NFL fans and college football fans approach the NFL Draft differently. While fans of pro teams care about potential, college fans go by the production we've seen, especially among power schools at the top conferences. So every April (or May), we're surprised to see some of Saturday's biggest stars slide behind a bunch of no-names.
Of course, the NFL scouts are often right. Just remember: college football fans told you ahead of time that third-rounder Russell Wilson would be a better NFL quarterback than top-10 pick Ryan Tannehill would, so we're probably worth listening to.
Here are players that every college football fan would draft, 40 times and weights and measurements be damned (with more from you in the comments):
Jordan Matthews, Vanderbilt: No. 6 wide receiver
Quick, can you name the SEC's leading career reception and receiving yardage leader? That's right; those distinctions belong to Matthews, who brought down an eye-popping 262 catches and 3,759 yards over his four years in Nashville.
There are sexier picks, but few have been as consistent as this former two-star recruit. Or as gutsy (literally).
Aaron Murray, Georgia: No. 9 quarterback
Johnny Football is more exciting. Blake Bortles and Jimmy Garoppolo, more intriguing. Zach Mettenberger has a bigger arm. Fine.
NFL Mock Draft
NFL Mock Draft
We'd be happy to snap up Georgia's all-time leader in just about every career passing stat, who has been unfairly dogged his entire career for close losses in high-profile situations. Considering few of them were his fault, it is fair to say the Bulldog got a raw deal.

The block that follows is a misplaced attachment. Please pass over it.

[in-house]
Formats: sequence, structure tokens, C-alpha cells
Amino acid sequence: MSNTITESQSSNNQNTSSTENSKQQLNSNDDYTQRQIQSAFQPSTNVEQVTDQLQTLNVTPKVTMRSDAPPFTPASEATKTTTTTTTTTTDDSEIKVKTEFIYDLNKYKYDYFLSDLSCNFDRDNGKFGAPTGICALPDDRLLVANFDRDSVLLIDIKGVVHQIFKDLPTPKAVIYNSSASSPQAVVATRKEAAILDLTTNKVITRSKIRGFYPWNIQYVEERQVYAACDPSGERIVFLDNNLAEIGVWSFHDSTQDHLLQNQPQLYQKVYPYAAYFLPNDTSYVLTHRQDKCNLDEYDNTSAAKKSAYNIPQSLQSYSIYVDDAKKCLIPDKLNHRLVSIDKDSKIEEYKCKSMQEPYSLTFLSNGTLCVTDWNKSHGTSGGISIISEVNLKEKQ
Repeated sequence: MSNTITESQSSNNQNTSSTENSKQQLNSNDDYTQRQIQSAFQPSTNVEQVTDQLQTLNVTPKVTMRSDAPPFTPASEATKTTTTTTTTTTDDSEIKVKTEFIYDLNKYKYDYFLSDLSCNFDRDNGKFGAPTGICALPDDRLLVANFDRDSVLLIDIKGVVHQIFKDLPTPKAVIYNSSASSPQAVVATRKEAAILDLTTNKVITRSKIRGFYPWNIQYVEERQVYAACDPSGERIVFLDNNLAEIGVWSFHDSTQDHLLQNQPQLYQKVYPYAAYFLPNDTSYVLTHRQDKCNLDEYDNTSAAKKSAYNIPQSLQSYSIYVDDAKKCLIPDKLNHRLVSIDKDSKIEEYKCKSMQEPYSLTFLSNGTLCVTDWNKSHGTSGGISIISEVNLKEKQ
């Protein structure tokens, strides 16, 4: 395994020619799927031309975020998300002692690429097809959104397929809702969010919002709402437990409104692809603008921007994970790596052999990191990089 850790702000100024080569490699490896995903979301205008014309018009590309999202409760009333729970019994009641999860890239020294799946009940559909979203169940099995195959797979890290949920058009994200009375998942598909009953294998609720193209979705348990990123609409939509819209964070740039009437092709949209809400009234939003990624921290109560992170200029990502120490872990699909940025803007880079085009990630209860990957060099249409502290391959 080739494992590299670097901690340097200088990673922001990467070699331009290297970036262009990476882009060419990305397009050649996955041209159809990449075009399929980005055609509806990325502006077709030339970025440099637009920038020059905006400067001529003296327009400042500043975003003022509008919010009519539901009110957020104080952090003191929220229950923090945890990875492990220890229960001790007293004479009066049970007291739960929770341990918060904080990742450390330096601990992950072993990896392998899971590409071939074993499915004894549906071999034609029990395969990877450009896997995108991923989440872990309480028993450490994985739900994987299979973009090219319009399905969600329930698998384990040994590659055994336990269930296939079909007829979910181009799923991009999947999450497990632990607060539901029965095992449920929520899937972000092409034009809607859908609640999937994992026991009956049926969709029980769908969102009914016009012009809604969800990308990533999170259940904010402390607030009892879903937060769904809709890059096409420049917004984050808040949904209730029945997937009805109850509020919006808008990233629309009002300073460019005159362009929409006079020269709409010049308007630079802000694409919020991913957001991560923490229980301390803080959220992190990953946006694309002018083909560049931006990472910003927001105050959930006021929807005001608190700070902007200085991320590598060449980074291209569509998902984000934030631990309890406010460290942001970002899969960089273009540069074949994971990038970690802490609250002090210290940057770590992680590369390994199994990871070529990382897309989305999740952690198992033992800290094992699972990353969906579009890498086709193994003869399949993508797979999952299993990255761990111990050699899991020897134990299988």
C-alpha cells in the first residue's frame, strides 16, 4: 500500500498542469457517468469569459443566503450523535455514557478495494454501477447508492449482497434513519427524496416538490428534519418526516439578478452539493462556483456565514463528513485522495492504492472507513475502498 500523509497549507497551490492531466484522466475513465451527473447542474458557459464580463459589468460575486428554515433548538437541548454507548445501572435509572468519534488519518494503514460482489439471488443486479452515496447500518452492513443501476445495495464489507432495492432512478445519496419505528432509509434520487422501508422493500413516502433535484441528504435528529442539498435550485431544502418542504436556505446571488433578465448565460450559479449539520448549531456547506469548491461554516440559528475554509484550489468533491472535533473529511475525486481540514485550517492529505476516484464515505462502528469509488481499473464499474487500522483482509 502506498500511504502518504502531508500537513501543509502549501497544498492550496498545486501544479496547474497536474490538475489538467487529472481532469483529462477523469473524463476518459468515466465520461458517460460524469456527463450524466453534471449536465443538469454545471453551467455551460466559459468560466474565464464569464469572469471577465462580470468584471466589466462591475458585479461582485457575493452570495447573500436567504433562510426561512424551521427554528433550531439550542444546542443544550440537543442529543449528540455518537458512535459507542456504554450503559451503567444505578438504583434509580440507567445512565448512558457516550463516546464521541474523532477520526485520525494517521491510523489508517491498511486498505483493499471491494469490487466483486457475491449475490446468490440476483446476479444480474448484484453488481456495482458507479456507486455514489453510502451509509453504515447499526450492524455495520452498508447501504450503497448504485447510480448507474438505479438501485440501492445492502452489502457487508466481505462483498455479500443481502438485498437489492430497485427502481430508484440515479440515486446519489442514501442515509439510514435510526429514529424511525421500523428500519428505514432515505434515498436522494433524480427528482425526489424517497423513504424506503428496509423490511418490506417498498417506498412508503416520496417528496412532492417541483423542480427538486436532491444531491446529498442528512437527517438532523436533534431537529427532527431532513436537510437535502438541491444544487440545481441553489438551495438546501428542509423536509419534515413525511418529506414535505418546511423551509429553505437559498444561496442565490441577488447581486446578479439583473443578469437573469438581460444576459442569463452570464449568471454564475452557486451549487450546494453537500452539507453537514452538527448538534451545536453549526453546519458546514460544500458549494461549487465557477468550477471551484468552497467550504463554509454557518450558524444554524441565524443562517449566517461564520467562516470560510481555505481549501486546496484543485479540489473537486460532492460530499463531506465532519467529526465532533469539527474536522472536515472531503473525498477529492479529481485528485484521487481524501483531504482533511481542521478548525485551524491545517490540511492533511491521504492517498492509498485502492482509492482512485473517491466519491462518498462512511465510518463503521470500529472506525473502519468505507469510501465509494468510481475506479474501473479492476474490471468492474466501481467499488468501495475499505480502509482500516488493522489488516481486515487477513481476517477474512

He carried Georgia to a 36-18 record and four bowl games in his time there, never throwing for fewer than 3,000 yards or 24 touchdowns.
Lamarcus Joyner, Florida State: No. 4 safety
Consensus All-American as a cornerback, two-time All-ACC as a safety, former stud kick returner, the best player on a national championship defense ... and not a first-rounder? Kim Klement, USA Today
We hear the concerns about his size, and we see his fourth- or fifth-round projection at NFL.com. We just don't care.
Joyner spearheaded one of the nation's most dominant secondaries the last two years while playing a different position during each. Whether at the back end of the defense or out on its edges, the 5'8 Fort Lauderdale native has been nothing but a consistent game-changer.
Last season, he forced three fumbles and picked up five sacks as a corner ... numbers fairly reminiscent of one Tyrann Mathieu, no? And with the complete opposite of character concerns.
Connor Shaw, South Carolina: No. 17 quarterback
Like Murray, Shaw deserves quite a bit more recognition. And though he doesn't have some of the statistical prowess that others were able to put together, he did win and win and win, leaving Columbia with 35 victories under his belt. Beyond that, Shaw demonstrated consistently strong ball security and consistency, throwing only one interception among his 284 passes last year.
Combine that with his leadership and toughness -- regularly battling through injury to continue playing, while rushing for 400 or more yards three years in a row -- and you have a player college football fans would take, without question.
De'Anthony Thomas, Oregon: No. 13 running back